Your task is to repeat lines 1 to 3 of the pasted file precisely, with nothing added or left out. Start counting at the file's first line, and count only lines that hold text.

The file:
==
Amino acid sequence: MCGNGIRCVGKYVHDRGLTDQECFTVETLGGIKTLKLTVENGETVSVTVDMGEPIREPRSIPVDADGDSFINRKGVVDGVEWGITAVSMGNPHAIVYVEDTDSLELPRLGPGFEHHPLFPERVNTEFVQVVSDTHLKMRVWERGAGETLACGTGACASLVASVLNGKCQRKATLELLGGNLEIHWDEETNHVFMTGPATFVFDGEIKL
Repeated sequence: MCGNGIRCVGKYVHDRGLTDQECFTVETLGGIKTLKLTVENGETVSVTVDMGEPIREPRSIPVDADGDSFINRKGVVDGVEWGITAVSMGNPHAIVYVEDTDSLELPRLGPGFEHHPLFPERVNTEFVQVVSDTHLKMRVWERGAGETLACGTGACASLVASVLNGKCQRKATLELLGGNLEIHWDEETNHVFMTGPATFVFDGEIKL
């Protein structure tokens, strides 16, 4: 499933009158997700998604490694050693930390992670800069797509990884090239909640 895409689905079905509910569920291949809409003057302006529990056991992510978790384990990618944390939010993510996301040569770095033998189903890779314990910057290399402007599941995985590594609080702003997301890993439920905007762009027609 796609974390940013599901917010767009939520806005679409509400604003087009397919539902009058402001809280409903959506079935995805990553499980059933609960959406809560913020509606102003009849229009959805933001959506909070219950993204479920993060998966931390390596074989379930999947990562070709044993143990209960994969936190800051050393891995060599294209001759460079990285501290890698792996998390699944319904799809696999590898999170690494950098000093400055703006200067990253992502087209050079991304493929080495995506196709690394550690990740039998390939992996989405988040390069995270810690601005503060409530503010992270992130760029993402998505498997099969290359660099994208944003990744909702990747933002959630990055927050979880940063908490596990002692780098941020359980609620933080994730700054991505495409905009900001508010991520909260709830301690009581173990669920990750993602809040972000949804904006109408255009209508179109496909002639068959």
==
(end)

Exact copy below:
Amino acid sequence: MCGNGIRCVGKYVHDRGLTDQECFTVETLGGIKTLKLTVENGETVSVTVDMGEPIREPRSIPVDADGDSFINRKGVVDGVEWGITAVSMGNPHAIVYVEDTDSLELPRLGPGFEHHPLFPERVNTEFVQVVSDTHLKMRVWERGAGETLACGTGACASLVASVLNGKCQRKATLELLGGNLEIHWDEETNHVFMTGPATFVFDGEIKL
Repeated sequence: MCGNGIRCVGKYVHDRGLTDQECFTVETLGGIKTLKLTVENGETVSVTVDMGEPIREPRSIPVDADGDSFINRKGVVDGVEWGITAVSMGNPHAIVYVEDTDSLELPRLGPGFEHHPLFPERVNTEFVQVVSDTHLKMRVWERGAGETLACGTGACASLVASVLNGKCQRKATLELLGGNLEIHWDEETNHVFMTGPATFVFDGEIKL
């Protein structure tokens, strides 16, 4: 499933009158997700998604490694050693930390992670800069797509990884090239909640 895409689905079905509910569920291949809409003057302006529990056991992510978790384990990618944390939010993510996301040569770095033998189903890779314990910057290399402007599941995985590594609080702003997301890993439920905007762009027609 796609974390940013599901917010767009939520806005679409509400604003087009397919539902009058402001809280409903959506079935995805990553499980059933609960959406809560913020509606102003009849229009959805933001959506909070219950993204479920993060998966931390390596074989379930999947990562070709044993143990209960994969936190800051050393891995060599294209001759460079990285501290890698792996998390699944319904799809696999590898999170690494950098000093400055703006200067990253992502087209050079991304493929080495995506196709690394550690990740039998390939992996989405988040390069995270810690601005503060409530503010992270992130760029993402998505498997099969290359660099994208944003990744909702990747933002959630990055927050979880940063908490596990002692780098941020359980609620933080994730700054991505495409905009900001508010991520909260709830301690009581173990669920990750993602809040972000949804904006109408255009209508179109496909002639068959």